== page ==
The Dallas Movie Screening Group

This is the homepage of the Dallas Movie Screening Group. To join our mailing list you must sign up at our group page on Yahoo. You will then be connected to receive notices on how to find passes to the local screenings in the DFW area. It's up to you to pickup or sign up for passes. You can also barter, trade or just giveaway passes you don't want, need or share with other members of the group. Please read the instructions on the Yahoo page very carefully before posting. This group is closely moderated so that your mail box is not full of spam or other unnecessary mail. We appreciate everyone's consideration and cooperation.

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Website and Group Contact: dalscreenings@gmail.com

Saturday, July 25, 2015

Southpaw



Fight movies are brutal and this new feature written by Kurt Sutter and directed by Antoine Fuqua does not shy away from the realities of what boxing does to the participants. The big concern over head injuries that occur in other sports like football is even more evident in the game of boxing. The big fast money and fame will not help you out when you are “punch drunk” for one too many hits on the noggin. The story also touches on the craziness of how the once were mighty and how quickly they fall. You have to sort that out during the mostly melodramatic story of redemption riding with the balls to the walls performance by Jake Gyllenhaal.

Jake plays Billy Hope, a 43-0 boxer who knows how to take a punch. The bloody excessive style in the ring is hard to watch. He's lets the blows come before finding that power to come back and save the day. His wife Maureen (Rachel McAdams) has known him since they were both kids in the foster system from Hell's Kitchen. They have come up in the world living in a mansion now with their daughter Lelia (Oona Laurence). Billy is generous to his posse who surround him since childhood to his success. His manager/agent Jordan (Curtis “50 Cent” Jackson) wants him to sign a new 30 million dollar contract with a cable network. But Maureen begs him to quit to spend some time with their family, not when his brain is too scrambled to enjoy it. At a charity event Billy is egged on by and up and comer Miguel “Magic” Cantu (Miguel Gomez) which turns into a tragedy. This is where the kleenex comes out.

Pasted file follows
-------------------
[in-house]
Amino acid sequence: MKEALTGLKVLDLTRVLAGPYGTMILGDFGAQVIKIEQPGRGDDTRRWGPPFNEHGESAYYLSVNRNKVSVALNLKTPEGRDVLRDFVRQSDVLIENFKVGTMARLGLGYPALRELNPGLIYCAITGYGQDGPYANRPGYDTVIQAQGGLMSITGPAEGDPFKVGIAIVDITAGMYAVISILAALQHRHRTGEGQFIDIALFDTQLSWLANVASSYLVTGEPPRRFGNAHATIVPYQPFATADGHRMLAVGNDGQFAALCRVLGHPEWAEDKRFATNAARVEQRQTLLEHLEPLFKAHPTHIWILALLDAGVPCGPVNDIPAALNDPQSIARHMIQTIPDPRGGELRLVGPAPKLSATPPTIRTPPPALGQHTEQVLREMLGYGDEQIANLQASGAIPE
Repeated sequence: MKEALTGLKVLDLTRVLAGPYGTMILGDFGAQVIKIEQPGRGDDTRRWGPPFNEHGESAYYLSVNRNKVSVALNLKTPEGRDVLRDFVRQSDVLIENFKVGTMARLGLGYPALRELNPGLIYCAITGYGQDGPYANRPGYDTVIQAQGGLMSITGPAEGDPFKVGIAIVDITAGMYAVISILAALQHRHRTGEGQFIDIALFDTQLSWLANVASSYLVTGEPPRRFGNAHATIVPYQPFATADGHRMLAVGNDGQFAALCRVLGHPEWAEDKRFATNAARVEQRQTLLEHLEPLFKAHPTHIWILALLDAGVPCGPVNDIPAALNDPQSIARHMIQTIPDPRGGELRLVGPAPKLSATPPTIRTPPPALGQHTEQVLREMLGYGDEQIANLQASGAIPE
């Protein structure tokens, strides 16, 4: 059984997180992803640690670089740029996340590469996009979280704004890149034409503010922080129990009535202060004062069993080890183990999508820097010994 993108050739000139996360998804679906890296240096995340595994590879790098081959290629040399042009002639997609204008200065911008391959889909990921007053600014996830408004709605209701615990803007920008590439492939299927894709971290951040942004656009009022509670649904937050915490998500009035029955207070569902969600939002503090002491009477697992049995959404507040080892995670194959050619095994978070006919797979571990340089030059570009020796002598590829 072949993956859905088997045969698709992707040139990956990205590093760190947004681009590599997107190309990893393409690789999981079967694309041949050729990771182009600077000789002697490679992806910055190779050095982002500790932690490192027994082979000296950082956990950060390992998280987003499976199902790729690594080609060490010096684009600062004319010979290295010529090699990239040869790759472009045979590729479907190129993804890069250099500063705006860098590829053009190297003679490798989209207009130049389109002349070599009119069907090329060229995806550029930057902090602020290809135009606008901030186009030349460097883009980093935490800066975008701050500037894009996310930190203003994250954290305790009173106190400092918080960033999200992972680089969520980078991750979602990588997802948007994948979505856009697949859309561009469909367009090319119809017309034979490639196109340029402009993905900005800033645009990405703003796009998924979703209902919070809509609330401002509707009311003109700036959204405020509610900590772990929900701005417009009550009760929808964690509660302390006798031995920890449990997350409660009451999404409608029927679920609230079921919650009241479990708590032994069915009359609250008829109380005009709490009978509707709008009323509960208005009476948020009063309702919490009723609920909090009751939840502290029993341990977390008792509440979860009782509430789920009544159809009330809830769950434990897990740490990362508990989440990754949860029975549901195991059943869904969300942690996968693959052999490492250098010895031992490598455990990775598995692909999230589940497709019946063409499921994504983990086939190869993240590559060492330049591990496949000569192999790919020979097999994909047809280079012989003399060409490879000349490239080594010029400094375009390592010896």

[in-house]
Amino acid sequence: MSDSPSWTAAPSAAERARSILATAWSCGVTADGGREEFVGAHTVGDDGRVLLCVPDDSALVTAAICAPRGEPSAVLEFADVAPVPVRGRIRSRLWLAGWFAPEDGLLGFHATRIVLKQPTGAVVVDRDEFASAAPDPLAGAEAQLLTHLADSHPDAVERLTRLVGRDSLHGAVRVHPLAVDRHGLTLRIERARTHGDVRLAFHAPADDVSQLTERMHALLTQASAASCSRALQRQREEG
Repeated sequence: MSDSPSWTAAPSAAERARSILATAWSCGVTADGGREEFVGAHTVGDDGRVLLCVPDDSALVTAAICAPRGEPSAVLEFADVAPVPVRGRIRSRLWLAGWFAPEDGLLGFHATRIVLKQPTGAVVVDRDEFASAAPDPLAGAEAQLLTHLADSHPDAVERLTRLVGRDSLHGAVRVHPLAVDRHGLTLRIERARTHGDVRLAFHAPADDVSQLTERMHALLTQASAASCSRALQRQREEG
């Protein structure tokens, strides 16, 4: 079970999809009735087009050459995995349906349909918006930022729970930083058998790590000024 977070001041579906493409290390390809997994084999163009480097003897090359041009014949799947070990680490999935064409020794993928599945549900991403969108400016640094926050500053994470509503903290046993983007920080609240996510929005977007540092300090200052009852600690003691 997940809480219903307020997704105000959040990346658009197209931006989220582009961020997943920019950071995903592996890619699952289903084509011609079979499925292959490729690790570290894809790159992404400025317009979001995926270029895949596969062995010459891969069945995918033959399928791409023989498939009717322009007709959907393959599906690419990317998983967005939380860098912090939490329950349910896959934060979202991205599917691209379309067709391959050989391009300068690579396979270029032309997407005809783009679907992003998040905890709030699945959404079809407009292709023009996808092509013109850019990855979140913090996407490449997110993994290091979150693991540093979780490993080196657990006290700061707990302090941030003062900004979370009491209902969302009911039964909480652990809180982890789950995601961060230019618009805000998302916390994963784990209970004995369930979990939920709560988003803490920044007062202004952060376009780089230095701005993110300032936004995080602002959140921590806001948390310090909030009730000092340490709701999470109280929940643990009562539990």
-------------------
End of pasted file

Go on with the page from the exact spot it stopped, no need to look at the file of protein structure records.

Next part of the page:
Maureen used to be the brains of their partnership. Billy becomes lost and inconsolable turning to drinking and drugs. Soon the custody of his daughter is taken away until he can clean up his act. He turns to Tick Wills (Forest Whitaker) who runs Wills Gym. Their contentious relationship has a slow start until Billy can prove that he really wants to change. The second part of the film's focus is on Billy's transformation and establishing a new relationship with his daughter who is now in a state home. The music does the usual hip-hop soundtrack by Eminem while we fast forward through Wills' training sessions. But not as iconic as the Rocky theme. The final act is all about the fight between Magic and Hope which even though you know in the back of your mind the outcome, it's still exciting to watch.

Gyllenhaal who was so brilliant in Nightcrawler and does the same with Billy Hope. He's never looked so lean and lethal with his swollen face and bloody eye. And Whitaker is his usual excellent self. The chemistry between the two makes the movie interesting and have heart. The story itself is somewhat predictable and pulls heavily on the heartstrings. The fight scenes are well executed action-wise although nothing like watching the Friday night fights on TV. The power of Gyllenhaal makes the film worth watching. It's too bad the story was so manipulative.
(Review by reesa)



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